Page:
Seems that pamphlet got the attention, not only of this blog, but of the Provincial Government.

As a faithful reader pointed out in our comments section, the Vancouver Province reported that a Major developer was reprimanded over unauthorized use of provincial logo to help sell condos.
A major condo developer has been reprimanded by the B.C. government for the unauthorized use of the provincial logo in a promotional brochure for a new development in Langley.

Quadra Homes agreed Thursday to delete all references of the government’s registered logo from its website and to destroy the remaining promotional brochures for the development, named Yorkson Creek, which carried the B.C. logo on its front and back page.

The issue came to head on Wednesday after The Province contacted the Ministry of Finance asking about the 28-page, glossy brochure, which began arriving on doorsteps in the Langley and Abbotsford areas within the last two weeks.
The Provincial Government’s first-time homebuyer’s bonus of $10,000 was detailed in the first few pages of the brochure. But the rest of the pages are dedicated to the benefits of buying at Yorkson Creek.
“It is not just misleading, it is wrong,” said Doug Bigg, who received the brochure last week. “I interpreted it as taxpayers' dollars being used to advertise condos for a multi-million dollar corporation. If I thought that, then I’m sure most other people would think that.”

But the government had nothing to do with the brochure, the Ministry of Finance said. And on Thursday, the company was ordered to remove all unauthorized references of the logo.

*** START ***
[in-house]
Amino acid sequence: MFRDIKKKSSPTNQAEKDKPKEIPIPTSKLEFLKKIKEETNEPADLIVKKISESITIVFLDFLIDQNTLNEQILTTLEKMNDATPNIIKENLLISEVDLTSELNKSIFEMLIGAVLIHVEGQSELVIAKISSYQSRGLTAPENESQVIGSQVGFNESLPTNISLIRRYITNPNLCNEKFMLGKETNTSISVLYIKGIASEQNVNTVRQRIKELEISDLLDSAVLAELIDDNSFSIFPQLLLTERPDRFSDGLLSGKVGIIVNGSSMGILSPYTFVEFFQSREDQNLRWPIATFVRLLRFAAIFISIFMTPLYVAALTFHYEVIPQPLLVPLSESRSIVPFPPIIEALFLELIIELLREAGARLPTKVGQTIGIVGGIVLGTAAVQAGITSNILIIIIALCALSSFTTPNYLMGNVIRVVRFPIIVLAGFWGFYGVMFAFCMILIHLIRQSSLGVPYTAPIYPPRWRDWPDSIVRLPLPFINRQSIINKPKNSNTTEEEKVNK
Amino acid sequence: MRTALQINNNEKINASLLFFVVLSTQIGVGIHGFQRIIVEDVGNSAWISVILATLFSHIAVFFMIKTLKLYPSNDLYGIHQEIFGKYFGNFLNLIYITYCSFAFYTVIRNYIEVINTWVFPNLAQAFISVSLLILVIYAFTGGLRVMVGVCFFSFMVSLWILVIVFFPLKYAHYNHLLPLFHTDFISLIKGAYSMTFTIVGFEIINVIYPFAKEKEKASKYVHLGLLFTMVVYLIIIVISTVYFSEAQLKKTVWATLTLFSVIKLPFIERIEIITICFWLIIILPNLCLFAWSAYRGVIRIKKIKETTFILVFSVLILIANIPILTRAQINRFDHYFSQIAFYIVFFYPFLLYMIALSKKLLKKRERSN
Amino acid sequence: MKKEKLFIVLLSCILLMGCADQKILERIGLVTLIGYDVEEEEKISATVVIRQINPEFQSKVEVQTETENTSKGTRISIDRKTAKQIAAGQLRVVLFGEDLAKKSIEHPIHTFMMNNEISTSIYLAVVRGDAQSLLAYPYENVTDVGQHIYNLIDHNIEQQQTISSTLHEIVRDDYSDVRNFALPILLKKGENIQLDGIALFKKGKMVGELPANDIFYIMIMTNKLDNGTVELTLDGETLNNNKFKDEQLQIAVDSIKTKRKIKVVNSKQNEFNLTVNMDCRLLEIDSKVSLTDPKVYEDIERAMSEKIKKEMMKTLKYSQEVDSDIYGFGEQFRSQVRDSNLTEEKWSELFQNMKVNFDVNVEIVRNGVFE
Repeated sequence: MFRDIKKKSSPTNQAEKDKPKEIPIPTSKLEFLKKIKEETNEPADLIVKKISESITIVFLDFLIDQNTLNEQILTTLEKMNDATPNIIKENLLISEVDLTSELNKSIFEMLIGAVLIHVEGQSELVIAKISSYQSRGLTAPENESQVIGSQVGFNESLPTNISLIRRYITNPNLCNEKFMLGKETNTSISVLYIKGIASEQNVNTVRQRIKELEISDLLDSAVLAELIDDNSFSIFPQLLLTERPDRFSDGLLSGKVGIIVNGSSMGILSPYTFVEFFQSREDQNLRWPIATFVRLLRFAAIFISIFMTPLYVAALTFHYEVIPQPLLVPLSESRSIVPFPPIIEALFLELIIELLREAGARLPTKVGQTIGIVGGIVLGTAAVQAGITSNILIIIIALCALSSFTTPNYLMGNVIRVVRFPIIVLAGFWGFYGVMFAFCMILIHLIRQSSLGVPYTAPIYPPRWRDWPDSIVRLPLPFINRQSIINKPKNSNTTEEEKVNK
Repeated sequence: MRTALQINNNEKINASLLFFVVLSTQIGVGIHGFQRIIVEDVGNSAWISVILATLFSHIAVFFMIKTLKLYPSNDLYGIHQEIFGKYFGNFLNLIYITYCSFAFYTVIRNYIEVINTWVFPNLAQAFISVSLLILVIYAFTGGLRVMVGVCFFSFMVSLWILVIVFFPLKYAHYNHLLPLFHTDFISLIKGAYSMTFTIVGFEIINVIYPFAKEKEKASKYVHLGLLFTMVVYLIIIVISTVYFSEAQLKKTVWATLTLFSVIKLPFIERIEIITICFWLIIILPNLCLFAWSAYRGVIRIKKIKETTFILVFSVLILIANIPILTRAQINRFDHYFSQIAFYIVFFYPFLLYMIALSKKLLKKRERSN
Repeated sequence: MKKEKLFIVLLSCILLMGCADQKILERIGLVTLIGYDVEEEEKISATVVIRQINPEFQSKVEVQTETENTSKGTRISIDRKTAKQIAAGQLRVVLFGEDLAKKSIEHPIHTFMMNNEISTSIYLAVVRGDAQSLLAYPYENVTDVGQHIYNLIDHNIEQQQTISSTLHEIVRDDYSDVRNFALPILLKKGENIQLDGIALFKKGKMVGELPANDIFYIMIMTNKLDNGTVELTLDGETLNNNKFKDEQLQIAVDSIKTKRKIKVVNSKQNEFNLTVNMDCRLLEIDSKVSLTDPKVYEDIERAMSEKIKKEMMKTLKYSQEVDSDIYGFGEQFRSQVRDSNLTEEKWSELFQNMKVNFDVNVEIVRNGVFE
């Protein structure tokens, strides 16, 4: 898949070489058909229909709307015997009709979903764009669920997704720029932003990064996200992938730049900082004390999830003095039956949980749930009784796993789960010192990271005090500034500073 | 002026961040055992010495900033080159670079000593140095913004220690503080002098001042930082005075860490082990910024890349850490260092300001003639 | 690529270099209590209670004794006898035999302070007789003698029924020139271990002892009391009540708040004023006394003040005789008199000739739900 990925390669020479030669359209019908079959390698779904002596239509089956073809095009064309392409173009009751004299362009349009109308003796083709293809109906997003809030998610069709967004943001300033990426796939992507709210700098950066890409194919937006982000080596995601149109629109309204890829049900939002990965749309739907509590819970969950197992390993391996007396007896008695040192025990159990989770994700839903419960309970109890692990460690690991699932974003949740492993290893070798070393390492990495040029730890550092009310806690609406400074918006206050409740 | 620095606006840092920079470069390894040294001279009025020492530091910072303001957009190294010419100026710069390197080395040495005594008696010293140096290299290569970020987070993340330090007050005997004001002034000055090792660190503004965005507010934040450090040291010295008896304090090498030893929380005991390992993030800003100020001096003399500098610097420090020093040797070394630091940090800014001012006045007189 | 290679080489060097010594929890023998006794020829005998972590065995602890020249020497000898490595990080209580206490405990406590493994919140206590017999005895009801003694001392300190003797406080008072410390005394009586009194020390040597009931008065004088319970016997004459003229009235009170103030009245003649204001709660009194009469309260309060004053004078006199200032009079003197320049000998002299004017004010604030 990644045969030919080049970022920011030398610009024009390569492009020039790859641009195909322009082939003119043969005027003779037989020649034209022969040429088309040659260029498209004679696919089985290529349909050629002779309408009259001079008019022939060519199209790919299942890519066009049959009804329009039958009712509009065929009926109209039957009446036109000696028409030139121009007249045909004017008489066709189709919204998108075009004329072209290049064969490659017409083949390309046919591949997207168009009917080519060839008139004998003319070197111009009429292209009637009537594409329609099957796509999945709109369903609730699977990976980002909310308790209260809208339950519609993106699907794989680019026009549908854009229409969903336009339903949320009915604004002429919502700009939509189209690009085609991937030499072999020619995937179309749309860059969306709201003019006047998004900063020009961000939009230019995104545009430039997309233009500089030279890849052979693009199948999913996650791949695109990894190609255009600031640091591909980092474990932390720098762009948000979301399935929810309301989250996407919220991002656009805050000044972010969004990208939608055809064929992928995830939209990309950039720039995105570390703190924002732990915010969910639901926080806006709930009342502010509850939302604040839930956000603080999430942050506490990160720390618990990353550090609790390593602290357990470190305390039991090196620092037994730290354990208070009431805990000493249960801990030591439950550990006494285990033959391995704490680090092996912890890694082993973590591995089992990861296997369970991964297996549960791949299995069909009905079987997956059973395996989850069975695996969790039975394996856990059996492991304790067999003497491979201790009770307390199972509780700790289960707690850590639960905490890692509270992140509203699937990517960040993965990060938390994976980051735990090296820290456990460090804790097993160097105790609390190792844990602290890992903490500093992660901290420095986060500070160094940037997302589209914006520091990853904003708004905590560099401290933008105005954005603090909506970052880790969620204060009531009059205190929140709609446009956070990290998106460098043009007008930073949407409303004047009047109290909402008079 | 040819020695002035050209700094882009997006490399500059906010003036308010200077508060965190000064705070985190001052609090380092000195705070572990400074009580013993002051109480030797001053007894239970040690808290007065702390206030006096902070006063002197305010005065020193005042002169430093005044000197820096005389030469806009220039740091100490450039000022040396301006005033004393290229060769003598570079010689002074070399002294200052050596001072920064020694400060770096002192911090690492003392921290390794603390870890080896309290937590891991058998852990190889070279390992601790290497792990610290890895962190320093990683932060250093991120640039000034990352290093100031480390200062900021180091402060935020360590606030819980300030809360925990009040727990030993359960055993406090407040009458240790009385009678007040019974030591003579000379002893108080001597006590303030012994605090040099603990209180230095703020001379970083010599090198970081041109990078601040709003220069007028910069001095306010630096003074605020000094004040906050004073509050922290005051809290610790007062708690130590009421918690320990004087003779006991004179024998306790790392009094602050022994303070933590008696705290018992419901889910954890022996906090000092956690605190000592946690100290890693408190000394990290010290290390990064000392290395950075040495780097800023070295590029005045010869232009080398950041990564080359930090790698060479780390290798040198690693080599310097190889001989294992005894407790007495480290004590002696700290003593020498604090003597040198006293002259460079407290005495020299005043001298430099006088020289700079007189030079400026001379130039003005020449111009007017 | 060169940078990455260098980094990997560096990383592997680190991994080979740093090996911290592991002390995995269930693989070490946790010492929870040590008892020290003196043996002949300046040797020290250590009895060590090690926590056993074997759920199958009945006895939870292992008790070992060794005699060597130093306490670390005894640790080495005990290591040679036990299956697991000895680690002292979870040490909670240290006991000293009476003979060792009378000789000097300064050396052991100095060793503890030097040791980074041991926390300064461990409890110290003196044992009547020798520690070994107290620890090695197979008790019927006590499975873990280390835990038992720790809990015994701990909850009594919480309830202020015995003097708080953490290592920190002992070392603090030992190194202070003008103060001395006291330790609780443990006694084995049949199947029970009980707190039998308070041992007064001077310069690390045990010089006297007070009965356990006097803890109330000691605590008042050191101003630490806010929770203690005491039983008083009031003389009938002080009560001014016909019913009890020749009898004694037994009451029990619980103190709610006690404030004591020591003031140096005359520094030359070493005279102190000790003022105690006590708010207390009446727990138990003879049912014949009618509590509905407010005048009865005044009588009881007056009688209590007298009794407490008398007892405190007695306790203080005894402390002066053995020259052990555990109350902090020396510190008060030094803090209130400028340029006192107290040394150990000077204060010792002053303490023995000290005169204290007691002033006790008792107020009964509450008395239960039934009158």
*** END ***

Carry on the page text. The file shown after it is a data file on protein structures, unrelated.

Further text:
“This unauthorized use must cease immediately,” part of a letter sent to the company read. “Failure to do [so] in a timely manner may lead to further action on our behalf.”
Personally I think there is more to this than just misuse of the Government's logo and misrepresenting their endorsement of the development.

As Garth Turner noted this week, house buyers needing 95% financing are not allowed to borrow the last 5%, or their loans won’t be eligible for CMHC mortgage insurance.

Turner cited the story of a banking loans officer wherein the...
banking loans officer suggests that he take out a 10k line of credit, give it to his father, so his father can give it back to him with a gift letter. Voila, 5% down.
Turner proceeds to point out that this arrangement circumventing the 5% down payment is illegal.

If that is true, is the Langley brochure doing something just as illegal? 

Note this page of the pamphlet:

It suggests that first-time buyers: "Borrow the down payment from your favourite Uncle and pay him back when you get the $10,000."

Isn't that exactly the same as Turner's example? 


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Wednesday, January 23, 2013

More on the $1 Condo for sale in Richmond and other realtor gimmicks

Yesterday we told you about a Richmond condo that had slashed it's asking price from $355,000 to $1.

Hoax?  Data entry error?

Adding to the mystery was the fact that various sites and realtors had updates with the 'new price'. Richmond realtor Arnold Shuchat  even commented on his blog about the listing.

Shuchat said:
I've just uploaded this listing for a condo at the Laguna in Richmond. And I always thought 1% Realty referred to some commission arrangement! This ranks as one of the largest price reductions ever: From $355,000 down to $1!
We asked if anyone knew what this was all about?

Was it an error? Or was it legit?

In case you missed it, Arnold Shuchat posted a reply to our comments section on that post.

(the post came minus the academic credentials after his name in his google blog signature. Does that mean we should stop referring to him as 'Alphabet Arnie' ?).